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Federal, Nunavut governments’ Inuit employment plans not meeting promises: arbitrator

May 12, 2023
The Canadian Press

The Legislative Assembly of Nunavut in Iqaluit. Photo: Google Streetview

An arbitrator has sided with the organization representing Nunavut Inuit, ruling that plans by the federal and territorial governments to increase Inuit employment in the territory are not meeting commitments in the Nunavut Land Claims Agreement.

Part of the 1993 agreement aims to increase Inuit employment in the public service in Nunavut to levels representative of the territory’s Inuit population — 85 per cent.

In a dispute that went to arbitration in 2020, Nunavut Tunngavik Inc., or NTI, argued the governments’ plans do not fully comply with that agreement.

In an initial decision, arbitrator Constance Hunt agreed with the Inuit organization. She found the governments’ current plans fail to set long-term goals that explain how each department will reach and maintain representative Inuit employment, and they make it difficult to determine how much and where progress has been made.


She also said the Nunavut government’s plans fail to use National Occupational Classification codes and do not address regular part-time employment.

“This decision marks a turning point in the lives of Nunavut Inuit and in advancing our social and economic position within the Nunavut Territory and in reminding the governments to comply with their legal obligations under the Nunavut Agreement,” NTI President Aluki Kotierk said in a statement.

“As a society that used to live out on the land, we knew how important every single person is, whatever role they play. And now that we live in communities where far too many Inuit are unemployed, the feeling of being worthless or not having as much value becomes a great burden … and it eats away at our self-esteem.”

Public service is largest territorial employer

Inuit have been significantly under-represented in the public service in Nunavut, which is the largest employer in the territory. The Nunavut government’s rate of Inuit employment has remained around 50 per cent since 2012, while a 2018 report on the Nunavut Inuit labour force stated 40 per cent of federal employees in the territory were Inuit. A federal employee testified during arbitration that it has risen to 48 per cent in recent years.

That report found Inuit representation was the highest in administrative positions and tended to be lower in management, supervisory, scientific and professional roles.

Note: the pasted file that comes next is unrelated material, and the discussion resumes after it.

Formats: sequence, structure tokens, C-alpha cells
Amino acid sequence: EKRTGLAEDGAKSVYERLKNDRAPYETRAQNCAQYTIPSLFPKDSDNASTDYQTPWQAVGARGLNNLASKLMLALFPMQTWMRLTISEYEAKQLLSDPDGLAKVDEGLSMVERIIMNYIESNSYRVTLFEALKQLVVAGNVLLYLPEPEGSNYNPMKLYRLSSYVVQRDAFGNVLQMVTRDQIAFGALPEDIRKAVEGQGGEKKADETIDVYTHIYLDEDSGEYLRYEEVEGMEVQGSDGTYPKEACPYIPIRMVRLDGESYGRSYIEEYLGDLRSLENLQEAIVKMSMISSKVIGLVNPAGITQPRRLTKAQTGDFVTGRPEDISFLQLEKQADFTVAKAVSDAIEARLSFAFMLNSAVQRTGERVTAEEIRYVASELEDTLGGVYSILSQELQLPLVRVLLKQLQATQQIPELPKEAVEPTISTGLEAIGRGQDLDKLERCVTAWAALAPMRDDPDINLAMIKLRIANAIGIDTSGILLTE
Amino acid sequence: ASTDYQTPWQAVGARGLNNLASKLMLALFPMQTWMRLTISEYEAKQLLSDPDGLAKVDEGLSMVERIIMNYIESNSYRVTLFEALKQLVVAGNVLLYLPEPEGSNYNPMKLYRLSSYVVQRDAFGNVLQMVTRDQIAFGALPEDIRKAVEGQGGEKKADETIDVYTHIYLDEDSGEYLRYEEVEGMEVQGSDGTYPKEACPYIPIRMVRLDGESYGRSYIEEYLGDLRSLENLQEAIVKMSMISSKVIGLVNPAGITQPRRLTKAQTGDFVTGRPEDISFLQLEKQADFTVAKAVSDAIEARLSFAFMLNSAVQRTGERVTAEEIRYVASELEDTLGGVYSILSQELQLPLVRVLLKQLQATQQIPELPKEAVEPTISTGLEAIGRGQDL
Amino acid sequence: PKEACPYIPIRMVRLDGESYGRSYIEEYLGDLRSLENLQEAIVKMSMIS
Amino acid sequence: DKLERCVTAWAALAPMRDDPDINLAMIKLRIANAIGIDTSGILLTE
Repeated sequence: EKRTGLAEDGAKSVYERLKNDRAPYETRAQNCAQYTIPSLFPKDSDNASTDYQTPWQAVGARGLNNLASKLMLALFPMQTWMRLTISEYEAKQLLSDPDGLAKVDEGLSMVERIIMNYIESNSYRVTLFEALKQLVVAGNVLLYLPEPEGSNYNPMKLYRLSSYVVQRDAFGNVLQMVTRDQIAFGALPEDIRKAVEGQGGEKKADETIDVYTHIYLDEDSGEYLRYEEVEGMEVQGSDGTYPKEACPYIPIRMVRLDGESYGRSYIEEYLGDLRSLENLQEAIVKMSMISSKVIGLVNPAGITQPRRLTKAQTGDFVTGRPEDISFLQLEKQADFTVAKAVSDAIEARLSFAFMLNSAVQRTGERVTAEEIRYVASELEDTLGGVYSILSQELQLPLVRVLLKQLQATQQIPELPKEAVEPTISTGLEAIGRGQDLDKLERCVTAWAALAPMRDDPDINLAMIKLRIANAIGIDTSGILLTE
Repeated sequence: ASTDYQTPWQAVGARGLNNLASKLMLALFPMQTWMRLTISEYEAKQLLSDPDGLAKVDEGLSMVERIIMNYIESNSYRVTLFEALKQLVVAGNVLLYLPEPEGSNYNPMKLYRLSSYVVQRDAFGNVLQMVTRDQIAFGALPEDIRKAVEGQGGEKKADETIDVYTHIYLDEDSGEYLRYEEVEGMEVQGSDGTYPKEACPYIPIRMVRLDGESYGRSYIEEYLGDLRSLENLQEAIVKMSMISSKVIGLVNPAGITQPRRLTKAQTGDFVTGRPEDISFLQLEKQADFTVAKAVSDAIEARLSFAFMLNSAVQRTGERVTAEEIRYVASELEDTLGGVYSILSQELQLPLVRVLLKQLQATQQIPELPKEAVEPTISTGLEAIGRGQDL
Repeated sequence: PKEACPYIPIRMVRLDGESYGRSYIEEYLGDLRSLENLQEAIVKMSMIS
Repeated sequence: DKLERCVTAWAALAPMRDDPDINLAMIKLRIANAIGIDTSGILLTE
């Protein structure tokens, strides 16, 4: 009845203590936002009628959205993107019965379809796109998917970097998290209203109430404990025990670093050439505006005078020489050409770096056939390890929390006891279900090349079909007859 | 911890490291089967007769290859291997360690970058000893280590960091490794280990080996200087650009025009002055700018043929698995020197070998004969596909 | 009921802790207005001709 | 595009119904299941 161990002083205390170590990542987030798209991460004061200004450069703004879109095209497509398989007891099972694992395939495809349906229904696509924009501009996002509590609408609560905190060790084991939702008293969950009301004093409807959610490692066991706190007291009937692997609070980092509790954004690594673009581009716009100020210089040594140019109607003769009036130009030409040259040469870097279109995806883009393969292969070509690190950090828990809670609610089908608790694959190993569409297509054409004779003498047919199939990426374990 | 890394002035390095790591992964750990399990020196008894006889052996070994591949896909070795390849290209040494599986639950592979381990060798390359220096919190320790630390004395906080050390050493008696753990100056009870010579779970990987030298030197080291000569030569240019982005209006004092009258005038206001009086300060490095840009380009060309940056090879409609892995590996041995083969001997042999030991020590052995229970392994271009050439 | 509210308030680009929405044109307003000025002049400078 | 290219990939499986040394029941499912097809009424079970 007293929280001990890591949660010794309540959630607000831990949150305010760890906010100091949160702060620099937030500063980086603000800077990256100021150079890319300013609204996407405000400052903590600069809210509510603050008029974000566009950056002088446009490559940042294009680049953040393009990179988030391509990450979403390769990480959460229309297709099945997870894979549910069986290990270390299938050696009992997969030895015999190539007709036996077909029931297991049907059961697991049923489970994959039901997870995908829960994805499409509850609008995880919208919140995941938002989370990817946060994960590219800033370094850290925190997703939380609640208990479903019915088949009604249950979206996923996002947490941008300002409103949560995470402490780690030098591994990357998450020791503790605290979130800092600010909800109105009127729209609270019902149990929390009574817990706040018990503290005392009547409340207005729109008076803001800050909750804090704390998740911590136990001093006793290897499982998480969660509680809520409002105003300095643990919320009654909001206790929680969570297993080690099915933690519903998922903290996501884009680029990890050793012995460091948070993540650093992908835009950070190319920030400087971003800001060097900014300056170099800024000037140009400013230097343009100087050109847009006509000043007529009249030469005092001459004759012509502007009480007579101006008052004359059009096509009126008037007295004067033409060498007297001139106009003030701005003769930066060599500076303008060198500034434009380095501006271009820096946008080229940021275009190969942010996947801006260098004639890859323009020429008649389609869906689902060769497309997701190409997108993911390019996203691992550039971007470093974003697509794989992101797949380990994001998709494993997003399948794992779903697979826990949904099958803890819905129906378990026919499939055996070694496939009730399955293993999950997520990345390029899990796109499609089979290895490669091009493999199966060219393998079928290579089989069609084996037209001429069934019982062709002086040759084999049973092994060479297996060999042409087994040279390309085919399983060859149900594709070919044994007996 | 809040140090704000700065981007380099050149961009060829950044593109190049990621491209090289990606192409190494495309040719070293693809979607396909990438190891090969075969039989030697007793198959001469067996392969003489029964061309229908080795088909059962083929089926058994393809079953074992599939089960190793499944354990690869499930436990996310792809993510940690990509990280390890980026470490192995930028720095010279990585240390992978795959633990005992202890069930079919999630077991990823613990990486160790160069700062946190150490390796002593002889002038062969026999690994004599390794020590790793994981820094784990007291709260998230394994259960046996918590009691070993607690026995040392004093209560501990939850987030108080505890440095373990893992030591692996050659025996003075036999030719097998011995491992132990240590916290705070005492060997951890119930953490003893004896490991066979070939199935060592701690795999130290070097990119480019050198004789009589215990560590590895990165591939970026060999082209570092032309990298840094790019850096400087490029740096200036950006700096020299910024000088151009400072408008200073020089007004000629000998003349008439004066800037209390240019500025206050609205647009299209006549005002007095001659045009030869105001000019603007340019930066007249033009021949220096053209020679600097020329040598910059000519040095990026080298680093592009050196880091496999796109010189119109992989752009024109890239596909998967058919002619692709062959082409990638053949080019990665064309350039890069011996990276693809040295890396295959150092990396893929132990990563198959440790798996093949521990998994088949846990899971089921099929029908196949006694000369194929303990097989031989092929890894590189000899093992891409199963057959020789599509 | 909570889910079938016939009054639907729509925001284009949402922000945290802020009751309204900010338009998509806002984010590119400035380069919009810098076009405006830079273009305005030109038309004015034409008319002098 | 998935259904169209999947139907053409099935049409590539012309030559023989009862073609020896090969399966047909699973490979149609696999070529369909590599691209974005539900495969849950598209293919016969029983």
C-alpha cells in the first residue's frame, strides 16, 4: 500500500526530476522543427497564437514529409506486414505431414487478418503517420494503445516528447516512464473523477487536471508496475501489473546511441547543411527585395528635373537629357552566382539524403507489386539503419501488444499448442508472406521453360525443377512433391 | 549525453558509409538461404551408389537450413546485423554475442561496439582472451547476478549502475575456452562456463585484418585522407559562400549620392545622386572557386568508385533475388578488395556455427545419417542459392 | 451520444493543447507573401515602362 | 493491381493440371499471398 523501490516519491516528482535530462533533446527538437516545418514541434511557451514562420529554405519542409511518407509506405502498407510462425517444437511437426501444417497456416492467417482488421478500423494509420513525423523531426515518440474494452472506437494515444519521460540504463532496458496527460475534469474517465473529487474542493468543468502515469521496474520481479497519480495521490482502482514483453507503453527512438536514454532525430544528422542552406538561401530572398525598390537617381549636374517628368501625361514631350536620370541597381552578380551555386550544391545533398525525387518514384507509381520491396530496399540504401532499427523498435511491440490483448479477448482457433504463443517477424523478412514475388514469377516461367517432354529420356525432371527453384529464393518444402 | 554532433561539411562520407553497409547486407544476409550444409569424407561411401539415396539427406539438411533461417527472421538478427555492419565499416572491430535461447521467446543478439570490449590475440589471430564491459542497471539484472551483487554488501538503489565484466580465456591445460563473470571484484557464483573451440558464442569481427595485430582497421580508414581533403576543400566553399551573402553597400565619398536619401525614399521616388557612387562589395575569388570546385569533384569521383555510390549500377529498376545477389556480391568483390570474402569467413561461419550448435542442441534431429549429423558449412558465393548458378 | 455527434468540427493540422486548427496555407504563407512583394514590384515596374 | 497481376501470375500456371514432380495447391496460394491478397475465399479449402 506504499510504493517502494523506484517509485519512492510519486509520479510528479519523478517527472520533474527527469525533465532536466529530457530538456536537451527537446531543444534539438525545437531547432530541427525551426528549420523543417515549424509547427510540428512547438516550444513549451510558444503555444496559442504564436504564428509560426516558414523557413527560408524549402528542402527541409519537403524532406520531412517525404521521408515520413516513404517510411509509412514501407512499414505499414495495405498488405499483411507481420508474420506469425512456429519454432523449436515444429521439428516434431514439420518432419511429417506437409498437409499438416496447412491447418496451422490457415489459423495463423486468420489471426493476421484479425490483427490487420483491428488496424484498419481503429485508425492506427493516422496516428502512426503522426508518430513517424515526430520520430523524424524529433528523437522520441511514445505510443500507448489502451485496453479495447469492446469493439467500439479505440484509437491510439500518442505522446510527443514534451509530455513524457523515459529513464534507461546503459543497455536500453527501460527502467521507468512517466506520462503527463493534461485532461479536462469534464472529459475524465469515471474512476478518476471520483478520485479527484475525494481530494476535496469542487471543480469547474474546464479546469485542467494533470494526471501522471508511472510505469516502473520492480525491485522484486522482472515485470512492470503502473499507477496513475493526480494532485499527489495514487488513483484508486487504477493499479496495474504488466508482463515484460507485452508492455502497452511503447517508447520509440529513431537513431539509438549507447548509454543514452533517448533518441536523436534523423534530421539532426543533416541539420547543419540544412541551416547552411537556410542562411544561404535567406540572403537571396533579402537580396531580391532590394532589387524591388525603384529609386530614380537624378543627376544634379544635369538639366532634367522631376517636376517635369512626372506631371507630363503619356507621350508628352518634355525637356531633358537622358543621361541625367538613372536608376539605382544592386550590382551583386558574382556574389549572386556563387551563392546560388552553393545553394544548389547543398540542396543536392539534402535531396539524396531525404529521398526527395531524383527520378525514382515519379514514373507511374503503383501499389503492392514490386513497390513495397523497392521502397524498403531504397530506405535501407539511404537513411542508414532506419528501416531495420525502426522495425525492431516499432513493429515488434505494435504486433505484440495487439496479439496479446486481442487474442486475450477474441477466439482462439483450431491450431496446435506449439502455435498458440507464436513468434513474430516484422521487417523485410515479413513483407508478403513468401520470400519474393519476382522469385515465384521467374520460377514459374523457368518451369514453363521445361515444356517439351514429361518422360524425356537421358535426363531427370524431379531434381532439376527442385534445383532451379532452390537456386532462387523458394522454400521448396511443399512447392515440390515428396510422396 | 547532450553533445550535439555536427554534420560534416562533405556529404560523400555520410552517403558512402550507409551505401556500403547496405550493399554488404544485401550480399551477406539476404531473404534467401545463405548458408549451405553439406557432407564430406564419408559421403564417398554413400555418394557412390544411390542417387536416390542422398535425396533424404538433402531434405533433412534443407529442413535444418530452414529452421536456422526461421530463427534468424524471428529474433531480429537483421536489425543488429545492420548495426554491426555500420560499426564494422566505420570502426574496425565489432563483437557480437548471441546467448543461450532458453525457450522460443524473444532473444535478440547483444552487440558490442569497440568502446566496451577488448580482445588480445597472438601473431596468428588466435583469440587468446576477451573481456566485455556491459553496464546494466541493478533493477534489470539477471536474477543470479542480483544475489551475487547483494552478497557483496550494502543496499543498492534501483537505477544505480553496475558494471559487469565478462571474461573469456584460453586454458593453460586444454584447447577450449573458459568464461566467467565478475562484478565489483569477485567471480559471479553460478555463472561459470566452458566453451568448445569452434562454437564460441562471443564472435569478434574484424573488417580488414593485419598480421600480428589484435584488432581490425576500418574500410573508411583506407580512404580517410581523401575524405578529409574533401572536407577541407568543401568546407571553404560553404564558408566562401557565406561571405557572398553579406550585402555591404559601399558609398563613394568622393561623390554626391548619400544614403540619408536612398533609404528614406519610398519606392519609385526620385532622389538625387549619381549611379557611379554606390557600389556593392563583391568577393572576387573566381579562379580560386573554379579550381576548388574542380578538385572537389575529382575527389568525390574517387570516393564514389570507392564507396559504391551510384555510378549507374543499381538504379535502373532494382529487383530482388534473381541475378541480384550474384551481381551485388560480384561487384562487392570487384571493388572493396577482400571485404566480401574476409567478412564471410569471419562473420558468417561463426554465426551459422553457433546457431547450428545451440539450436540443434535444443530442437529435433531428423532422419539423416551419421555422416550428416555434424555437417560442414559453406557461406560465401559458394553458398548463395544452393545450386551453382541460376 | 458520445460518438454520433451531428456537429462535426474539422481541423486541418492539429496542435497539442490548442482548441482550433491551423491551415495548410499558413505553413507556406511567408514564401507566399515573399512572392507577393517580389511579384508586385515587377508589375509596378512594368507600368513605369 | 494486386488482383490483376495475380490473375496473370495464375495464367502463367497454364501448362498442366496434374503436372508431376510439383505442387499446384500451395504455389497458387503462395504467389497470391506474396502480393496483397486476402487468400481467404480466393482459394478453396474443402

It identified family responsibilities, lack of opportunities in people’s home communities, health and historical trauma as barriers.

“There are so many things that are involved with having Inuit hired within government and retained and promoted,” Marie Belleau, managing legal counsel at NTI, said during a news conference Wednesday. “All of those require active and ambitious steps where it really has to be a priority.

“It is achievable and that was the goal and the steps were already laid out in the Nunavut Agreement back in 1993 when the agreement was signed.”

Federal, territorial employment plans

The federal government has prepared nine Inuit employment plans for its departments and a draft of a whole-of-government plan. Nunavut has published 14 plans for its departments and a master plan to have 54 per cent Inuit employment by 2020 and 58 per cent by 2023.

None of those plans set goals for reaching 85 per cent Inuit employment or address how that would be maintained.

The governments argued long-term goals are less reliable and harder to achieve.

Dr. Michael Prince, Lansdowne Professor of Social Policy at University of Victoria, testified during arbitration that under present arrangements he would not anticipate representative employment levels could be achieved before the end of the century.

Belleau said NTI has proposed remedies and now has 60 days to discuss them with the federal and territorial governments. It’s a confidential process, she said, and could result in monetary damages.

“We are obviously seeking measures that can improve governments’ efforts in achieving adequate Inuit employment plans,” she said.

“I think the biggest outcome, biggest positive outcome of this, would be that the obligations are actually fulfilled, so we don’t find ourselves years from now again trying to figure out how we can impress upon the governments how important it is to live up to the obligations,” Kotierk added.

If the parties fail to come to an agreement, the dispute would go back to arbitration to determine remedies.

The territory did not provide an immediate comment.

Ottawa reviewing ruling

Kyle Allen, a representative for Northern Affairs Minister Dan Vandal, said in an email that the federal government is reviewing the arbitrator’s decision.

“Increasing Inuit employment remains a priority for our government and we understand its socio-economic impacts, as well as its important role in addressing Inuit self-determination,” he wrote. “Our government will continue to work together with partners toward a plan of action.”

NTI previously reached a settlement with the federal government in 2015, after filing a lawsuit arguing Canada had failed to meet various promises under the Nunavut Agreement.

Ottawa agreed to provide just over $255 million in compensation, which NTI said it would largely spend on training for Inuit employment. The settlement also allowed for a new dispute resolution process.

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